Id. at 378-79, 102 S. Ct. at 1839-40 (footnote omitted). The Court went on to find that since the lower courts had clearly recognized a private right of action under the Commodity Exchange Act, the failure of Congress to say anything about a private right of action in a comprehensive overhaul of the Act indicated an intent to retain that right of action. Id. at 381-82, 102 S. Ct. at 1840-41.

As we have already indicated, Congress enacted section 15(f) in response to this court's decision in Rosenfeld, supra, in which mutual fund stockholders sued the outgoing investment adviser. The unstated premise of Rosenfeld, and of the Congress that "clarified" it, is that a stockholder may bring such a suit. In response, appellees apparently contend that Rosenfeld was based on the common law prohibition against the sale of a fiduciary office for profit and that section 15 of the ICA was implicated only as a defense. But Rosenfeld plainly held that section 15 of the ICA was designed to incorporate that common law prohibition and impose a uniform national standard. Moreover, that Congress understood the stockholder's suit in Rosenfeld to be grounded in the ICA is evidenced not only by the addition of section 15(f) but also by a statement to that effect by the amendment's co-sponsor. See 119 Cong.Rec. 20,028 (1973) (statement of Senator Williams) ("In [Rosenfeld ], the court of appeals held that the general equitable principal that a fiduciary cannot sell his office is impliedly incorporated in section 15(a) of the [ICA].").

The situation here presents a stronger case for an implied private right of action than that in Merrill Lynch, supra, which turned on the failure to amend the provisions under which lower courts had found an implied right of action. Here, Congress specifically addressed Rosenfeld and did not question the propriety of a private suit. The inference that Congress intended to preserve the private right of action, and include within it the right to sue for violations of section 15(f), is compelling. Absent evidence to the contrary, we have no reason to think that Congress, in giving the industry some relief from the rigors of Rosenfeld, meant to abolish the implied cause of action for shareholders that had there been recognized. Appellees have failed to cite any such evidence in section 15(f)'s legislative history. Although also designed to provide some relief for investment advisers, section 15(f) was patently enacted for the "especial benefit" of fund stockholders, Cort v. Ash, 422 U.S. 66, 78, 95 S. Ct. 2080, 2087, 45 L. Ed. 2d 26 (1975). Congress expressly conditioned the receipt of payment for the sale of an investment adviser's business on "two principal safeguards to protect the investment company and its shareholders." Senate Report, supra, at 71, reprinted in 1975 U.S.Code Cong. & Ad.News at 249. And the existence of a remedy for shareholders is plainly "consistent with the underlying purpose of the legislative scheme." Cort v. Ash, supra, 422 U.S. at 78, 95 S. Ct. at 2087. Indeed, the SEC expressly contemplated private enforcement of a provision it recommended to Congress in 1966, not enacted at the time, quite similar to the rule ultimately fashioned by the combination of Rosenfeld and the addition of section 15(f). See Public Policy Implications, supra, at 152. We believe that " [i]n view of our construction of the intent of the Legislature there is no need for us to [further] 'trudge through all four of the factors [for deciding whether there is an implied right of action] when the dispositive question of legislative intent has been resolved.' " Merrill Lynch, supra, 456 U.S. at 388, 102 S. Ct. at 1844 (quoting California v. Sierra Club, 451 U.S. 287, 302, 101 S. Ct. 1775, 1783, 68 L. Ed. 2d 101 (1981) (Rehnquist, J., concurring)).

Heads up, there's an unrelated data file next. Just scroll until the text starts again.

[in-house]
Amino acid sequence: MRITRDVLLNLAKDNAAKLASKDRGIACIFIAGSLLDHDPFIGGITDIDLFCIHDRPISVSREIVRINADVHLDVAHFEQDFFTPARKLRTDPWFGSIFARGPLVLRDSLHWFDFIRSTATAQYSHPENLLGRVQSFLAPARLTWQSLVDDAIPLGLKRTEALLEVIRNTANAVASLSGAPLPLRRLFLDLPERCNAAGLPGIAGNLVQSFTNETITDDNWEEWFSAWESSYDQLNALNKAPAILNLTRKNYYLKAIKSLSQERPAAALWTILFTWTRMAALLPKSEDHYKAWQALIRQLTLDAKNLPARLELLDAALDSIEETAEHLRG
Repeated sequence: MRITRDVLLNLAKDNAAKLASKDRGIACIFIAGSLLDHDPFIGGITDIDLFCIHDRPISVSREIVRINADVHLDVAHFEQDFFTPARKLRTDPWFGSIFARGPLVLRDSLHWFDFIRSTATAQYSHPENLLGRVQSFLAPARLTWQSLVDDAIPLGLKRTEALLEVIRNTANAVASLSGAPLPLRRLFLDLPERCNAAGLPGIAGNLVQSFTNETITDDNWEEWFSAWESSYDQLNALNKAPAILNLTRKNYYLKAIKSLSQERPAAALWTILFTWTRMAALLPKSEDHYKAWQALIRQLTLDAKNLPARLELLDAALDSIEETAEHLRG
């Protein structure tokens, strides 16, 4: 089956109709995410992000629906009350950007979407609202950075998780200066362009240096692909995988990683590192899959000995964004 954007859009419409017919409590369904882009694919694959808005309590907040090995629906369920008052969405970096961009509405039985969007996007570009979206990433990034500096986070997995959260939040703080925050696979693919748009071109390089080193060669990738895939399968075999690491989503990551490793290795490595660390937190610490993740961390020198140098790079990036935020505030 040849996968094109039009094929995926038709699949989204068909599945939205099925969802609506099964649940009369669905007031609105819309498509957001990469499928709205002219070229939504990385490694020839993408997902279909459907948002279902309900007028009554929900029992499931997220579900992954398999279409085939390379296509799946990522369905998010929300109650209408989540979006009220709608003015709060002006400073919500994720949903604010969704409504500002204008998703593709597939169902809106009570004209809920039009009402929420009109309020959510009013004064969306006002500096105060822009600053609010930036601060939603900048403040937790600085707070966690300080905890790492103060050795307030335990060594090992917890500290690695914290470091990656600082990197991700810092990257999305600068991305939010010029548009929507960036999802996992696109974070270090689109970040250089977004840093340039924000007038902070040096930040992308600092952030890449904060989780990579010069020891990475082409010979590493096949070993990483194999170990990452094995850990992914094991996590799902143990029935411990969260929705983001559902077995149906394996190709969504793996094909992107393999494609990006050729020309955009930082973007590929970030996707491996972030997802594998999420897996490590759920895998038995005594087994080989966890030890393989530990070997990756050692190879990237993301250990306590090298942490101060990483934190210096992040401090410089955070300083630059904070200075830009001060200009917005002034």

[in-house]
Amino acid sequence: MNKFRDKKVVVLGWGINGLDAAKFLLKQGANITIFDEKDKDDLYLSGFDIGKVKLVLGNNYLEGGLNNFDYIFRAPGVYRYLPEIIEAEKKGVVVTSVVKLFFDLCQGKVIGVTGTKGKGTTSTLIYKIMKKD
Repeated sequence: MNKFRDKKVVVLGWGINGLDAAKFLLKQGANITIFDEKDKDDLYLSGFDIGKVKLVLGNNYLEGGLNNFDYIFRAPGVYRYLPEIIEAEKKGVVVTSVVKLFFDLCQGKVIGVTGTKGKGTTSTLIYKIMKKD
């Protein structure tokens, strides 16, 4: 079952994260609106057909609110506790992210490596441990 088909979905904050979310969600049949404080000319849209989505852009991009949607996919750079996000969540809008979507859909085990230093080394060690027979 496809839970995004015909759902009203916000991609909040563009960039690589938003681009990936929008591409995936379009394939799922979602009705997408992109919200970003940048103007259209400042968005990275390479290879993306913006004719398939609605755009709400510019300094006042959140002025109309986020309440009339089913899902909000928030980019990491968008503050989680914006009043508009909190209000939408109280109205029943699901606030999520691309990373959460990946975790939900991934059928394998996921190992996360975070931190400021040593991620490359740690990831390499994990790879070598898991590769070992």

Citing Nizin v. Bright, 478 F. Supp. 713 (D. Mass. 1979), aff'd mem., 618 F.2d 93 (1st Cir. 1980), appellees note that since section 15(f) was enacted at least one court has rejected the reasoning of Rosenfeld. Nizin held that Congress had not "originally intended to prohibit the sale of an investment adviser's office for profit" by incorporating common law principles into section 15 of the Act. 478 F. Supp. at 720-21. Nizin did not address the question whether shareholders may sue to enforce the provision of section 15(f) that permits a sale of an investment adviser only if the sale does not impose an "unfair burden" on the fund. We hold that mutual fund stockholders do have such an implied right of action under section 15(f).